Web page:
Single-serving guidelines can help kids avoid eating too much when eating out. Student Cameron Wright (cohort '12) and professor Deborah Cohen created this infographic summarizing right-sized portions for kids.
Student Nicholas Broten (cohort '15) coauthored an ongoing assessment of employment and wages in energy and advanced manufacturing industries in the Ohio, Pennsylvania, and West Virginia region. The report captures trends about which counties might have greater demand for educating or employing local talent in STEM careers.
Alumni Jordan Fischbach (cohort '04) and Zhimin Mao (cohort '11), along with professor Robert Lempert and other RAND researchers, undertook an experimental comparison of scenarios and forecasts to see which was most useful in a complex decision environment. The results offer lessons for designing decision support tools.
Alumni David Groves (cohort '01) and Zhimin Mao (cohort '11) as well as professors Debra Knopman and Nidhi Kalra, evaluated potential effects of demand and climate uncertainties on investments recently undertaken by the Jinan Municipal Water Resources Bureau according to the Jinan City Water Ecological Development Implementation Plan, and assessed the potential of new investments and management strategies to help Jinan meet its long-term water resources goals.
In an assessment of the Lone Star State's higher education system, RAND experts found opportunities to increase competitiveness through continued research, increased funding, a greater emphasis on institutional support, program accreditation, and more.
The United States and NATO face several challenges in deterring Russia in the Baltics. Solving these is vital to achieving core U.S. objectives in Europe. The first step, says professor David Shlapak, is to ensure that NATO can stay in the game and deny Moscow an easy strategic victory.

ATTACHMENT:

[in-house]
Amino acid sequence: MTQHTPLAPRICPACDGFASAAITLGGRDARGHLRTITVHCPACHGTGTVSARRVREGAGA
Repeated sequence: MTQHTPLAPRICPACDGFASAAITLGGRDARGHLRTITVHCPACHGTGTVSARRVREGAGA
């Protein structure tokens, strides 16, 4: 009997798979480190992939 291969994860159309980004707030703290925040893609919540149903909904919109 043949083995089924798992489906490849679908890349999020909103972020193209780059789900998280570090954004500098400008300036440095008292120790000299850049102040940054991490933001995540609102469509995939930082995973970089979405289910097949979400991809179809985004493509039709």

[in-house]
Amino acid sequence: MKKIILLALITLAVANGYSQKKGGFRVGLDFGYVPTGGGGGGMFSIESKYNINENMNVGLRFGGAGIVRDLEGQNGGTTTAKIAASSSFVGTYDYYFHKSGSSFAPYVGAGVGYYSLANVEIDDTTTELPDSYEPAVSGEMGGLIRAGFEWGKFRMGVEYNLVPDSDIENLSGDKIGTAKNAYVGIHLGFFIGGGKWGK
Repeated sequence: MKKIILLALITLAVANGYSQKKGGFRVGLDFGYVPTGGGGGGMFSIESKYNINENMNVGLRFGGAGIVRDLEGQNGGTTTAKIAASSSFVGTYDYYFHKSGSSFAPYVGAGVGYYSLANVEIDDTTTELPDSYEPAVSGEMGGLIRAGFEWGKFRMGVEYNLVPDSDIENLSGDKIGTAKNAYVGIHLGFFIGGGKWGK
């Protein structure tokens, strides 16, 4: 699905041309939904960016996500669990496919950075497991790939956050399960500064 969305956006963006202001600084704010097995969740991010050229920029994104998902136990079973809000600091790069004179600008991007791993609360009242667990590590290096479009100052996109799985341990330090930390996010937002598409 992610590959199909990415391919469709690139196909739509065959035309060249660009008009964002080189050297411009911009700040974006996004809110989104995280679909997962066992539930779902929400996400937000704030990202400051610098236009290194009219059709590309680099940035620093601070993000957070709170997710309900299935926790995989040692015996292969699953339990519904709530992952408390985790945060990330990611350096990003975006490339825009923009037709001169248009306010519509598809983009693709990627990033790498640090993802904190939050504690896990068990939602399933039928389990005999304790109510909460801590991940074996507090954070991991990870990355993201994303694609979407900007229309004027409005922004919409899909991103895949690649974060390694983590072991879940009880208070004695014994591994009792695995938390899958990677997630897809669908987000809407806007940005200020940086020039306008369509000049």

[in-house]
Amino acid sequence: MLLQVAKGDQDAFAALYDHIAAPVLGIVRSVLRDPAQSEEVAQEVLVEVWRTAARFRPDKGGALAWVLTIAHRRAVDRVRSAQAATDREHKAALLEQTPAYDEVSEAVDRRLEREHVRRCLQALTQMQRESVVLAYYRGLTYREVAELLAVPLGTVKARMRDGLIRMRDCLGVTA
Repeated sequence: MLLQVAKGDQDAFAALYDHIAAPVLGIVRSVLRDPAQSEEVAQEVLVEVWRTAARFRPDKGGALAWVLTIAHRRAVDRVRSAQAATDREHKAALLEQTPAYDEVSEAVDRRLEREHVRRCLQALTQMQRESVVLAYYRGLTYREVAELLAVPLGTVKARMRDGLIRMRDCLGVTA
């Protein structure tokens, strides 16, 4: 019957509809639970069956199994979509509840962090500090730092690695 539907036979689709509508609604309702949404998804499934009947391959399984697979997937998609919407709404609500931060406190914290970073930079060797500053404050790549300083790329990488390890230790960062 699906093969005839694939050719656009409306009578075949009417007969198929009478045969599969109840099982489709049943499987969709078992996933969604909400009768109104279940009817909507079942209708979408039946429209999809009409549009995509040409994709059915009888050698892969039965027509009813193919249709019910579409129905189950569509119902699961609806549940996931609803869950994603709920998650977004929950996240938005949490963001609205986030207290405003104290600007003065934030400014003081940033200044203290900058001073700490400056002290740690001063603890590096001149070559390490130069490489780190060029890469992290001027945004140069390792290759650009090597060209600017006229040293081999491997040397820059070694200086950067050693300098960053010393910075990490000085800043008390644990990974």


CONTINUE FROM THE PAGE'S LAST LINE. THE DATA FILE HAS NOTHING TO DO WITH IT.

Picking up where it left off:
Student Cameron Wright (cohort '12), alum Lindsay Daugherty (cohort '05), and professor Laura Werber joined forces with RAND colleagues to assess DoD's AcqDemo, finding several aspects of the program that are performing well but also areas that could be improved.
Autonomous vehicles hold enormous promise for transportation safety, said professor Nidhi Kalra in her testimony to Congress. But feasible, sound methods of testing need to be developed. In the meantime, policymakers should work to foster the development of self-driving vehicles while lowering their risks.
Transnational criminal networks have expanded their global reach. In some cases, they have even converged with terrorist groups. Research by alum Gregory Midgette (cohort '09) and RAND colleagues examines how these networks threaten U.S. interests and what can be done to combat them.
Federal health care reform had just begun in 2013 when Oregon authorized a study to improve how the state pays for health care. A comparison of the projected impacts and feasibility of four options—developed by alum Jodi Liu (cohort '12), professors Chapin White and Christine Eibner, and several RAND colleagues—can help Oregon's stakeholders choose the option that best suits their needs.